Widow's attorney blasts Dallas fire officials in LODD
The attorney said a cultural indifference and lack of accountability led to firefighter Stanley Wilson's death
The Dallas Morning News
DALLAS — The attorney for the widow of Dallas firefighter Stanley Wilson blasted fire officials for what he called a “cultural indifference” that led to Wilson’s line-of-duty death last year.
Attorney Barry Hasten, reacting to the release last week of a 703-page draft report on Wilson’s death, said the document shows that Dallas Fire-Rescue suffers from a lack of accountability. He also believes fire officials botched their response to the investigation.
Hasten said Chief Louie Bright III — who has said he does “not believe discipline is merited” for anyone for their actions during the deadly six-alarm blaze — hasn’t shown the leadership needed to fix a “cultural indifference to policies, rules, tactics and manual of procedures” cited in the draft report.
“Certainly, Chief Bright’s determination that no discipline was warranted is evidence of this lack of accountability, and it serves to nurture this ‘cultural indifference’ within DFR,” Hasten said Wednesday. “It’s clear to me now that this cultural indifference led to Stan’s death.”
Dallas Fire-Rescue officials have vowed to fix those problems and move on from Wilson’s death on May 20, 2013, inside a far northeast Dallas condo building fire.
Hasten said that if the department “is unwilling to change its whole culture, it may be that a change will be forced upon it through litigation.”
Jenny Wilson hired Hasten during the summer to help her get the report on her husband’s death. She did so because she was frustrated at the slow progress of the investigation.
Fire department leaders finally released an “official” 111-page line-of-duty death report in September — 16 months after Wilson’s death. But the larger draft version of that report, obtained Wednesday through a public information request, is much more detailed and critical of the actions of fire supervisors at the scene of the fire.
Retired Dallas Fire Chief Dodd Miller has said he can’t understand why it took fire officials more than a year to release their findings.
“I’ve been all over myself trying to figure out what in the world was taking that investigation so long,” he said.
City attorneys frequently sought to keep all investigative documents private on the grounds that their release would interfere with what they said was a criminal investigation. No charges have been filed.
Hasten said he wants to know who is “responsible for gutting” the draft report.
Assistant City Manager Eric Campbell, who oversees public safety, did not respond to a request for comment.
Lt. Joel Lavender, Dallas Fire-Rescue spokesman, said the final report cut redundancy and opinions from the longer draft version. In addition, Lavender said Assistant Chief Daniel Salazar was added to the investigative team to help create the final report.
Confusion at scene
The draft report regularly notes confusion among firefighters at the fire scene and errors by the commander at the scene, Deputy Chief Bobby Ross. The investigative team also appeared puzzled by Ross’ logic for ordering firefighters anywhere near a partially collapsed building.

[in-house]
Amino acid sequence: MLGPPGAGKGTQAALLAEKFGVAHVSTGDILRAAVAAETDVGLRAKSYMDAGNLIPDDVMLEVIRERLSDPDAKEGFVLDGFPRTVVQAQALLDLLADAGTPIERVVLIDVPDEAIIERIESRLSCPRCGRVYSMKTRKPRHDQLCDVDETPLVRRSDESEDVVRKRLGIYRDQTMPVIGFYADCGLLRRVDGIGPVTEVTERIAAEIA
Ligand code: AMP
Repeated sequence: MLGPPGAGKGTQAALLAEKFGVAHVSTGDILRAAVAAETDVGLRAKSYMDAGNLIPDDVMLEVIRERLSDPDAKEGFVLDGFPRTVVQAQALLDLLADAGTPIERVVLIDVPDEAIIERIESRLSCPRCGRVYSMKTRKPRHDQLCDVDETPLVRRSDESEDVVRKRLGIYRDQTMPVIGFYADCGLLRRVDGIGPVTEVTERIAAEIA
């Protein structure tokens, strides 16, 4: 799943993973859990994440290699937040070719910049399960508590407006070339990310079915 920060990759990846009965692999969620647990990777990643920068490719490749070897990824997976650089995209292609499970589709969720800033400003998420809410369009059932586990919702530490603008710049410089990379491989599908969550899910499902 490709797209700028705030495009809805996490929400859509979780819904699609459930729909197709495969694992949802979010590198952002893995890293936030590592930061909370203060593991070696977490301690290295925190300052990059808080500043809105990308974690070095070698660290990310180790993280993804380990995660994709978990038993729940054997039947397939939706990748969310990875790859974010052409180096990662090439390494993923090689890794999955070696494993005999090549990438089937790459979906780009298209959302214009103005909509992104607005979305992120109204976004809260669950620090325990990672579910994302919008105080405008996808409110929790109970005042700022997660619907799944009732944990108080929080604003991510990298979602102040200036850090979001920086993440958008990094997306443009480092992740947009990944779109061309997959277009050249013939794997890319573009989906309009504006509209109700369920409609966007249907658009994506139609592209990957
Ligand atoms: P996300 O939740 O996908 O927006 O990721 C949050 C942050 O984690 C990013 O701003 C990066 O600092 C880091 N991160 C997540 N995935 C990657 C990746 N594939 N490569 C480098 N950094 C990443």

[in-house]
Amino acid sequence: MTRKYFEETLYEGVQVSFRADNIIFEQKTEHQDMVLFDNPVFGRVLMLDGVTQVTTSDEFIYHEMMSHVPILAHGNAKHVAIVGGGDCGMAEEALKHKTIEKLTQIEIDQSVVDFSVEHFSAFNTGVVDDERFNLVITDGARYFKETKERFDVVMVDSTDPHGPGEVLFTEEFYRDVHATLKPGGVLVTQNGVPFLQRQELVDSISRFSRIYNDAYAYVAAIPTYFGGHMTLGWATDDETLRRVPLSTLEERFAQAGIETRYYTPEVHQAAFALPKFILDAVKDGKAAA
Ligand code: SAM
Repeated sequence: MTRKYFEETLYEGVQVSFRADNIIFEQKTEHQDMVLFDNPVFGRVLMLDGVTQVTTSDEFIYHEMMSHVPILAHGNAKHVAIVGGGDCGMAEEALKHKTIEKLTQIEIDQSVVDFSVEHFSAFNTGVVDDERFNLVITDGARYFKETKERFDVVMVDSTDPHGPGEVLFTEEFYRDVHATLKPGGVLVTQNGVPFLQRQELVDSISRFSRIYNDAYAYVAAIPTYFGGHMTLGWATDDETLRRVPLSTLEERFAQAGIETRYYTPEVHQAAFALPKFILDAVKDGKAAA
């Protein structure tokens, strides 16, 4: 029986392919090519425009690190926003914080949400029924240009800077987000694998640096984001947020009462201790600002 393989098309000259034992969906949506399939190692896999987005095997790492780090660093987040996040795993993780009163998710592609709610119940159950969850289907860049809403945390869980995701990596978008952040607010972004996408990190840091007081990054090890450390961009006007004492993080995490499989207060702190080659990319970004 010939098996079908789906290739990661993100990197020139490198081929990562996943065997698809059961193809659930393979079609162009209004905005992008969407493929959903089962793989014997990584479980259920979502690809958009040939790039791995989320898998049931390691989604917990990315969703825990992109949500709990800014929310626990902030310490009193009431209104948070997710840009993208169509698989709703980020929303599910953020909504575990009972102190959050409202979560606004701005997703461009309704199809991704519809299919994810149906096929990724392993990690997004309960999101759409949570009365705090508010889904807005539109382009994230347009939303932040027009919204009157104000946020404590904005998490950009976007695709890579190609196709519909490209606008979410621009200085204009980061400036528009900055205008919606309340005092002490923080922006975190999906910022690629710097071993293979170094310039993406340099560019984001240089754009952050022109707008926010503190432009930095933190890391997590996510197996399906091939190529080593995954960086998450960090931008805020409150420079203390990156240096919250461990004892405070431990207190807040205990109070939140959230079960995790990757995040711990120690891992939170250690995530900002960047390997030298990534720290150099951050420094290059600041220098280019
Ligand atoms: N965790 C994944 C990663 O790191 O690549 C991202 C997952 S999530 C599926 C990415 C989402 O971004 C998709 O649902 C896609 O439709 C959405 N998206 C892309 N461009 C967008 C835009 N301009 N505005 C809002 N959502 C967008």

Several firefighters said Ross ordered them back into the building long after it was safe to do so. Wilson was crushed to death when the building collapsed. Ross told investigators that he simply asked them to break patio windows to rouse anyone who might be inside. But that tactic is never used and doesn’t make sense, investigators wrote in the draft copy.
The investigators said Ross was the only person at the scene who thought people were still inside the building.
Jenny Wilson said she hasn’t read the 703-page draft report but is pleased the city finally released it. But she still expects some fallout.
“At some point, I want to say it’s over,” she said. “And we’re not there yet.”
Bright has declined interview requests to discuss the matter.
He did not discipline Ross and said “no one person bears all responsibility” for Wilson’s death. But a week after the official report’s release in September, Bright reassigned Ross out of fire command to a staff position.
Bright said “many firefighters at the scene, including those with decision-making authority, should have handled some matters differently that morning.”
The chief pledged to work with firefighter groups to fix those problems. A committee of association leaders and fire officials is expected to submit recommendations for improving the department to Bright by the year’s end.
‘Hard on any chief’
Miller, the former chief, said Bright is in a difficult position. Disciplining a commander for decisions at the scene of a fire is virtually unheard of in the firefighting world, he said. Miller added that disciplining any employee for any reason was “hard on me to do it. Hard on any chief, I’m sure.”
But retired firefighter Jim Crump, Wilson’s longtime friend, said Bright’s job is “to police his people. And he’s refused to do that.”
“What was so catastrophic about this was the way that officers at the battalion chief level and above operated,” Crump said. “What happened was not due to any company officer. It wasn’t due to any firefighter. They were doing their jobs. They were miserably, completely, totally failed by their command structure.”
Crump, who crusaded against Ross in the months after the fire, said he has no confidence in Dallas Fire-Rescue’s leadership.
“This is pathetic,” he said, adding: “It ain’t over.”
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